"Thoughts No One Asked For"
Anna's impressions of theater in NYC
Wolf Play @ MCC
I saw Wolf Play last night on what happened to be my 41st birthday, which comes with it's own silly smear of expectations. I had seen positive posts from my Columbia classmate Taeuk about it- so I went in ready for action.
Wolf Play @ MCC has a LOT going for it. A small troupe of actors that double as their own fly system operators (exposed on the side of the stage) and live sound engineers (ringing bells for phones) really brings me back to the magic of what a group of committed folks can accomplish with a black box space. Who needs an actual answering machine when you have a lamp and a microphone? Great stuff.
THOUGHTS (spoilers ahead):
Wanted more of:
The main character plays a 6 year old adopted boy. As an actor he is a full grown man, with a delicate paper maché boy puppet attached to his magnetic shoe fronts. I loved all the tenderness that was shown to this puppet, and in my imaginative mind I wanted to ALWAYS consider him real when he was moved about, instead of hastily set aside, which happened a few times.
Wanted less of:
1. Casually racist comments about Asian people. Don't think I need to say more than that here.
2. Some blocking sequences where two characters were on the phone (to two different people) were overlapping in the same room. Once I "got" the convention it was interesting, but it was over-blocked to the point of choreography before I even knew what was happening. A bit "less is more" could've been useful there.
3. The "conflict" seemed pretty hammered on to an already very engaging story- I was much more invested in 진우 Jinu's relationship to his new surroundings and developing relationships with his moms that that the Uncle character getting jealous didn't sit right/feel necessary.
4. I felt like they tied it up to quickly at the end. I needed about 10 more minutes of story instead of the crash bang courtroom into the repeated opening monologue. For example, what would happen in a scene where the original adoptive father "wins" back Jinu, and realizes that he wasn't what he wanted after all? A cereal scene between the two of them would have been SO INTERESTING to compare with our morning routine that's been established.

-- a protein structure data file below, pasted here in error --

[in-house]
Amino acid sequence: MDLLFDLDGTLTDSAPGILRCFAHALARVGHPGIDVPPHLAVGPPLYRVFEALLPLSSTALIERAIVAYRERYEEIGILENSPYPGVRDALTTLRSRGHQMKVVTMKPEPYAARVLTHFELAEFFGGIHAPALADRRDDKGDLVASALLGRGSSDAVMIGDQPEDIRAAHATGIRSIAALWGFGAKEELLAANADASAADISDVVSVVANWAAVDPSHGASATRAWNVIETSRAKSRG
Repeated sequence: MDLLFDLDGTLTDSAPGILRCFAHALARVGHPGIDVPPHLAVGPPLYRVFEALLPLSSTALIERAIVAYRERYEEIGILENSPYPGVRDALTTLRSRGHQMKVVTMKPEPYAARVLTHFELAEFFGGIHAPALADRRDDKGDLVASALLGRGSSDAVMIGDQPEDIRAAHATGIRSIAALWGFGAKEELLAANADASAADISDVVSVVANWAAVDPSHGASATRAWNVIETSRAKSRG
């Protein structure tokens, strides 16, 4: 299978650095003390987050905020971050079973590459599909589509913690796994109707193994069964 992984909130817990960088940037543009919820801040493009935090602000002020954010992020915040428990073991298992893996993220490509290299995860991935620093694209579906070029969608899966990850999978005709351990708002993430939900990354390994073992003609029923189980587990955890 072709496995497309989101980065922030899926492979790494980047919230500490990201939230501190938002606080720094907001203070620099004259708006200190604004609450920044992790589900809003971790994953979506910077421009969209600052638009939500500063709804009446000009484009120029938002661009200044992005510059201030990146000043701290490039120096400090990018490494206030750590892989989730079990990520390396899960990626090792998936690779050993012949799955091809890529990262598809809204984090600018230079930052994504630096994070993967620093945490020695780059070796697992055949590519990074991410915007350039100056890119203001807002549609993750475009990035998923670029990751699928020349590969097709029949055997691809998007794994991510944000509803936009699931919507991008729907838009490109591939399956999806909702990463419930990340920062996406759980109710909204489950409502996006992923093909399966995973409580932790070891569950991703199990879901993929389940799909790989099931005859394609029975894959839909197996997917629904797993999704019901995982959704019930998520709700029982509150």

What happens to the boxer when Jinu leaves?
Does the uncle/brother start to be the one leaving unanswered voicemails as the new outcast?
Just some thoughts!
The Jungle @ St. Anne's Warehouse
Just do yourself a favor and go SEE THIS DAMN SHOW.
I took my partner to see this with me, and after years of living in NYC and seeing all manner of productions we agreed that the top 2 shows we've seen are:
To Kill a Mockingbird on Broadway with Jeff Daniels
SET: This show is immersive: meaning much of the audience sits at tables in a recreated restaurant, and the actors walk, dance, motorcycle on the tops of those tables. Think elevated runway. You enter the completely surrounding "restaurant" set via a spherical dome that was directly transported from a refugee camp that was bulldozed by the French Authorities in 2015. That is the place and time you are about to experience.
I recommend sitting on the "cushion" seats that line the interior walls- if you're physically able to manage getting down, then up again, off the floor. They're cheapest, and you get to enjoy the show more at eye level instead of looking up.
Our own worldwide negligence dealing with refugee populations.
What it means to live alongside those who speak, worship and come from places you have NO experience with.
What true compassion looks like on the smallest scale, and how often authorities express none of it.
The performances were absolutely excellent across the board. But you'll find the narrator and the restauranteur the most harrowingly beautiful. This show is the best example of layered dialogue I've ever witnessed - meaning two or three conversations can happen at once and you're never confused or disoriented by it. It just serves to make the silences all the more effective.
Not one moment wasted. Funny, Heartfelt, Horrifying, Vulnerable, Scarring, and Resurrecting. Donate or buy a cookbook after to help their cause- we have all got to do better when the tired, poor, huddled masses show up at our doorstep.
Anna Rebek enjoys seeing LOTS of theater and opera in NYC. This blog is a safe space for her praise, deconstruct, and wrestle with her impressions leaving the theater. Whether Anna loved it or not- she maintains the greatest respect for those creating new worlds and telling stories that matter.